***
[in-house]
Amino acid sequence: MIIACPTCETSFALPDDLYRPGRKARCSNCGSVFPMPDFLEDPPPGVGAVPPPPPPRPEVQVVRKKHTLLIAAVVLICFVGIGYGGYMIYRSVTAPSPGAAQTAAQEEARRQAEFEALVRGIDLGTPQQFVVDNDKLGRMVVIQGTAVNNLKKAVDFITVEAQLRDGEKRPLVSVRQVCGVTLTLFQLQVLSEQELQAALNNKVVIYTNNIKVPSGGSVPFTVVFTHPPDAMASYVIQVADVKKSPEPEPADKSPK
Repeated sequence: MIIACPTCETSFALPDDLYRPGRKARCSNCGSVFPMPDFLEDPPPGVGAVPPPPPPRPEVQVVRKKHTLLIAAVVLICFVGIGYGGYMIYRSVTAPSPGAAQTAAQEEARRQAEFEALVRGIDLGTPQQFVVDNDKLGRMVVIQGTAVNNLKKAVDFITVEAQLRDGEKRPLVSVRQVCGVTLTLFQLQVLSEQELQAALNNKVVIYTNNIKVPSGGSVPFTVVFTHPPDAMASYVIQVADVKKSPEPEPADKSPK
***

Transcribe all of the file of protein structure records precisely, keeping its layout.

[in-house]
Amino acid sequence: MIIACPTCETSFALPDDLYRPGRKARCSNCGSVFPMPDFLEDPPPGVGAVPPPPPPRPEVQVVRKKHTLLIAAVVLICFVGIGYGGYMIYRSVTAPSPGAAQTAAQEEARRQAEFEALVRGIDLGTPQQFVVDNDKLGRMVVIQGTAVNNLKKAVDFITVEAQLRDGEKRPLVSVRQVCGVTLTLFQLQVLSEQELQAALNNKVVIYTNNIKVPSGGSVPFTVVFTHPPDAMASYVIQVADVKKSPEPEPADKSPK
Repeated sequence: MIIACPTCETSFALPDDLYRPGRKARCSNCGSVFPMPDFLEDPPPGVGAVPPPPPPRPEVQVVRKKHTLLIAAVVLICFVGIGYGGYMIYRSVTAPSPGAAQTAAQEEARRQAEFEALVRGIDLGTPQQFVVDNDKLGRMVVIQGTAVNNLKKAVDFITVEAQLRDGEKRPLVSVRQVCGVTLTLFQLQVLSEQELQAALNNKVVIYTNNIKVPSGGSVPFTVVFTHPPDAMASYVIQVADVKKSPEPEPADKSPK